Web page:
Mike Wilson, Australia and NZ chairman at Naked Communications, share the challenges facing adland in 2013
Who do we think we are?
Shane, 24, is one of the new breed of communication strategy creatives at one of Australia’s hottest digital creative media shops. A whiz kid in all things digital, he epitomizes the 21st century professional. Despite his broad professional skills and commitments, he still finds time to indulge his passions, especially his late-night stints DJ-ing (Balearic-Asian electronica being the genre du jour).
So far, so hipster. But dig a little deeper, and it seems as if Shane might be suffering a bit of a personality crisis. Spend an hour or two in his company and it soon becomes apparent that there exists a sense of personal displacement, indeed a detachment from his forbears in the industry, his professional ancestors.
Shane certainly seems aware of what came before, of the industry giants who for decades strode tall in the hallowed halls of advertising agencies, and also their perennially immature offspring, the media agencies. Yet, while forever admiring the mythology, it seems as if somehow Shane and many others like him have somehow been left to fend for themselves, alone to make sense of a new, complicated world.
We spent some time with Shane, had a look through some old documents and footage, and took him back in an attempt to understand his antecedents. Perhaps by doing this he would come to better understand who he was, and begin to feel more confident in his own agency role in 2013.
We start in London, where the boss of Shane’s agency, Timothy Knut, had a great career in the 80’s and 90’s – according to Tim Knut, that is. Much to Shane’s amusement we leaf through some old newspaper cuttings, (“I don’t know anyone who’s ever bought a newspaper”, he chuckles) featuring pictures of Knut looking, it must be said, bleary-eyed and in various states of inebriation. “Tim always tells me that ‘it’s all about the clients’, and that we have to do whatever we can to sell the shit that we make’.
Tim, it transpires, was a very junior account manager in London, but on arrival in Australia had managed to convince the industry that he was in fact an internationally-lauded creative. (Which proves, we suppose, just how creative he was). More Knut wisdom engrained into Shane was that ‘our job is always to be the client’s right hand man; we must live and breathe the client’s brands and products, even if it is fucking cat food’. Inspirational stuff. But not especially useful for Shane who spends most of his time designing mobile apps, when he is not organizing SEO props, or managing Facebook fan communities.
We pass on to another of Shane’s influences, Fat Jimmy Fingers, renowned in his time as one of the toughest media negotiators in town. London Town. Because, uncannily, it seems that his agency’s MD is also a Pom. "They’re nice enough,” Shane says, “but they always think they know better, the twats. Just one day, I’d like a good Aussie boss; after all we’ve produced the most influential media people in the world, like Rupert Murdoch and Julian Assange. And I’m fed up in the office hearing about the sodding Champions League, when the NRL Finals are on. Don’t they understand?”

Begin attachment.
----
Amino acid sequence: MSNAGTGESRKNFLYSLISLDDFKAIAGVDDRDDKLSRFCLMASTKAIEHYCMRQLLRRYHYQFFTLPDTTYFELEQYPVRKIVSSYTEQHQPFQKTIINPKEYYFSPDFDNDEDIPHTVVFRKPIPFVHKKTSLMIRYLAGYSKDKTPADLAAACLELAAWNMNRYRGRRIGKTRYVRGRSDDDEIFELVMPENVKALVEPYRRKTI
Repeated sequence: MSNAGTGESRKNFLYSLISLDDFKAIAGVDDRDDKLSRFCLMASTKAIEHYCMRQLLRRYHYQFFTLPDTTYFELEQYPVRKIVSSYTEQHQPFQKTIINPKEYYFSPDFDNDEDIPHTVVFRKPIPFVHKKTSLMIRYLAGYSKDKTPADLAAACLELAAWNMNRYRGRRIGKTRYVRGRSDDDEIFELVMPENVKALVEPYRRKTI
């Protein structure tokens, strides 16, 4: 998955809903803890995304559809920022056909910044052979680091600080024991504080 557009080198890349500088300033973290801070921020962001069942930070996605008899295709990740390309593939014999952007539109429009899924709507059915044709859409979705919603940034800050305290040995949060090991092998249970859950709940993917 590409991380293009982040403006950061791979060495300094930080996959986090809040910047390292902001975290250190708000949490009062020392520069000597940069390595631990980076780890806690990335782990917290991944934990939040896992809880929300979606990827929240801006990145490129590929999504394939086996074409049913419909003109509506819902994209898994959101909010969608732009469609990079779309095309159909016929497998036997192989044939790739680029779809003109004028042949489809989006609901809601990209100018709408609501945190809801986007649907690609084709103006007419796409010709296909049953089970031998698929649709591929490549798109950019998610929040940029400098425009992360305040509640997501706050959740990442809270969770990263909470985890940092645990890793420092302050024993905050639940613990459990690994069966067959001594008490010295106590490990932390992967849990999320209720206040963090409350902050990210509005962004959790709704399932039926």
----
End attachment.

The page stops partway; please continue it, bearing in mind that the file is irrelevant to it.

Shane still thinks he’s learnt a lot from Fat Jimmy. "He’s great. He’s always talking about how important it is to get ‘wankered’ with clients just like he used to. Or ‘pissed’. Or ‘mullered’. One day, I’d really like to be able to do that myself a bit, but at the moment I’m always in the office till 11pm checking confirmations, or sorting out account queries. It’s ok though, as we are allowed to share a free pizza between the 10 of us stuck back in the agency every night."
However, Fat Jimmy has also shared some cutting-edge wisdom, which Shane thinks will really help him as his career progresses. “Yeah. Jimmy says that ‘data is the new black’ apparently, and that in the last five minutes there has been more data points uploaded into the Google, than all the chicken tikka masalas that Fat Jimmy has ever eaten. Ever! Amazing!” I press the point ” but what does ‘data is the new black actually mean?”, I ask. “I dunno,” Shane replies,” and nor does Jimmy, but he says it’s really important that we use all the words that are ‘buzzy’ at the time, and apparently ‘data’ is one of those words. And ‘blameification’ ”.
He says that his agency won $20m in new billings this year on the back of that particular piece of ‘buzzy’. (*Fat Jimmy was unavailable to be interviewed for this feature after he sadly died of a heart attack last week late at night outside a kebab shop in Maroubra).
Shane is happy for now, it seems, to go with the flow. ‘Ad agencies were all about being ‘creative’, it seems to me’, he says, ‘but now they’ve gone all data-driven and analytical. And media companies used to be all about the data, but now are meant to be film-makers too. Except there is no film anymore. It’s all a bit weird’
And so what of Shane? Is he destined to be creative, analytic, a negotiator, a digital ground-breaker? A look into the distant gaze in his eyes suggests that he doesn’t yet know the answer to this question. ‘Let’s go to the pub’, he says, ‘I’ve got this really cool app I want to show you’.
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